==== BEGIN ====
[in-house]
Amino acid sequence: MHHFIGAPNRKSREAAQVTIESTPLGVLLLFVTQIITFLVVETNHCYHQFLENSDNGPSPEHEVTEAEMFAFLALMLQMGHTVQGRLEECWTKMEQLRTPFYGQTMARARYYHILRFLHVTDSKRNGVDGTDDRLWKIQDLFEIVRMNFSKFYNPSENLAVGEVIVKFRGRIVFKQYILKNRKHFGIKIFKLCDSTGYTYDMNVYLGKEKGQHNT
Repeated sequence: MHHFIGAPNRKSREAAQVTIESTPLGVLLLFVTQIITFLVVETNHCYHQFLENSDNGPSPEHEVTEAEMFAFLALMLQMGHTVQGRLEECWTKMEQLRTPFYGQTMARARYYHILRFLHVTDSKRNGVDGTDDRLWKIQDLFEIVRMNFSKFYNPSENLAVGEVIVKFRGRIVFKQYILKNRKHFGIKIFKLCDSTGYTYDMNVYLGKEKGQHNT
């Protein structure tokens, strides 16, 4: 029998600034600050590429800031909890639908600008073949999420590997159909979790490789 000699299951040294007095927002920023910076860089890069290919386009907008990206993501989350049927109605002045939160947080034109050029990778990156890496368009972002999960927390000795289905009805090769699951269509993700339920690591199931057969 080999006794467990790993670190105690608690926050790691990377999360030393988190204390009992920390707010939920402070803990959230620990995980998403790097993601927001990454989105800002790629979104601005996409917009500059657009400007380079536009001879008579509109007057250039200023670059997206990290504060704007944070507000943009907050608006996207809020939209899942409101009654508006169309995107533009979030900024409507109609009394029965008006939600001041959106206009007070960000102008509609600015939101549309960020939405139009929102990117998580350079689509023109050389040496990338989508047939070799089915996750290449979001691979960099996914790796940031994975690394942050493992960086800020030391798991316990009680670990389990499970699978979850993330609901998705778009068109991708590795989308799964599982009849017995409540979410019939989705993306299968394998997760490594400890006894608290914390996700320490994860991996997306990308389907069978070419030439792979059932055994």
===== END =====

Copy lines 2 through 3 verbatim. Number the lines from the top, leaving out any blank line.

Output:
Amino acid sequence: MHHFIGAPNRKSREAAQVTIESTPLGVLLLFVTQIITFLVVETNHCYHQFLENSDNGPSPEHEVTEAEMFAFLALMLQMGHTVQGRLEECWTKMEQLRTPFYGQTMARARYYHILRFLHVTDSKRNGVDGTDDRLWKIQDLFEIVRMNFSKFYNPSENLAVGEVIVKFRGRIVFKQYILKNRKHFGIKIFKLCDSTGYTYDMNVYLGKEKGQHNT
Repeated sequence: MHHFIGAPNRKSREAAQVTIESTPLGVLLLFVTQIITFLVVETNHCYHQFLENSDNGPSPEHEVTEAEMFAFLALMLQMGHTVQGRLEECWTKMEQLRTPFYGQTMARARYYHILRFLHVTDSKRNGVDGTDDRLWKIQDLFEIVRMNFSKFYNPSENLAVGEVIVKFRGRIVFKQYILKNRKHFGIKIFKLCDSTGYTYDMNVYLGKEKGQHNT